Few universities or colleges offer formal programs in management consulting; however, many fields of study provide a suitable educational background for this occupation because of the wide range of areas addressed by management analysts. Common fields of study include business, management, accounting, marketing, economics, statistics, computer and information science, or engineering. Most analysts also have years of experience in management, human resources, information technology, or other specialties. Analysts also routinely attend conferences to keep abreast of current developments in their field.

Other qualifications. Management analysts often work with minimal supervision, so they need to be self-motivated and disciplined. Analytical skills, the ability to get along with a wide range of people, strong oral and written communication skills, good judgment, time-management skills, and creativity are other desirable qualities. The ability to work in teams also is an important attribute as consulting teams become more common.

Certification and advancement. As consultants gain experience, they often become solely responsible for specific projects, taking on more responsibility and managing their own hours. At the senior level, consultants may supervise teams working on more complex projects and become more involved in seeking out new business. Those with exceptional skills may eventually become partners in the firm, focusing on attracting new clients and bringing in revenue. Senior consultants who leave their consulting firms often move to senior management positions at non-consulting firms. Others with entrepreneurial ambition may open their own firms.

A high percentage of management consultants are self-employed, partly because business startup and overhead costs are low. Since many small consulting firms fail each year because of lack of managerial expertise and clients, persons interested in opening their own firm must have good organizational and marketing skills. Several years of consulting experience are also helpful.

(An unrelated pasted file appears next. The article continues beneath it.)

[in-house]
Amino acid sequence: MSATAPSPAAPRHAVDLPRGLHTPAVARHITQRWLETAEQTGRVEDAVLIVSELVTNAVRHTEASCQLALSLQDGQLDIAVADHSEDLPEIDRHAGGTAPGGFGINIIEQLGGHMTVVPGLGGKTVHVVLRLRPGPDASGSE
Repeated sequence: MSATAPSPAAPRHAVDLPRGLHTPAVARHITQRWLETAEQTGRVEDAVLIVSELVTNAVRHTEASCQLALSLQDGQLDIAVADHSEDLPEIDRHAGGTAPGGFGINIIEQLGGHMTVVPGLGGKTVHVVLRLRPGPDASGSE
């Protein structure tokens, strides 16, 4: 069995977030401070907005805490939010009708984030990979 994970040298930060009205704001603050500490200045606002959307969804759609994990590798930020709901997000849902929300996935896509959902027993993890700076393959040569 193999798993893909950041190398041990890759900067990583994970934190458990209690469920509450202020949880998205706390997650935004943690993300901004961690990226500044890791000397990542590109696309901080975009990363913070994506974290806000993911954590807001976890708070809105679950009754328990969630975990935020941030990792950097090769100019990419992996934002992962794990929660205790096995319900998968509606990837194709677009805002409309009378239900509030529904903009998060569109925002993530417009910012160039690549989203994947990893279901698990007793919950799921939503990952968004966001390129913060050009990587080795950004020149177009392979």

The Institute of Management Consultants USA, Inc. offers the Certified Management Consultant (CMC) designation to those who meet minimum levels of education and experience, submit client reviews, and pass an interview and exam covering the IMC USA’s Code of Ethics. Management consultants with a CMC designation must be recertified every 3 years. Certification is not mandatory for management consultants, but it may give a jobseeker a competitive advantage.

Employment

Management analysts held about 678,000 jobs in 2006. About 27 percent of these workers, over three times the average for all occupations, were self-employed. Management analysts are found throughout the country, but employment is concentrated in large metropolitan areas. Management analysts work in a range of industries, including management, scientific, and technical consulting firms; computer systems design and related services firms; and Federal, State, and local governments.

Job Outlook

Employment of management analysts is expected to grow much faster than average. Despite projected rapid employment growth, keen competition is expected for jobs as management analysts because of the independent and challenging nature of the work and the high earnings potential that make this occupation attractive to many.

Employment change.

Employment of management analysts is expected to grow 22 percent over the 2006-16 decade, much faster than the average for all occupations, as industry and government increasingly rely on outside expertise to improve the performance of their organizations. Job growth is projected in very large consulting firms with international expertise and in smaller consulting firms that specialize in specific areas, such as biotechnology, health care, information technology, human resources, engineering, and marketing. Growth in the number of individual practitioners may be hindered by increasing use of consulting teams that are often more versatile.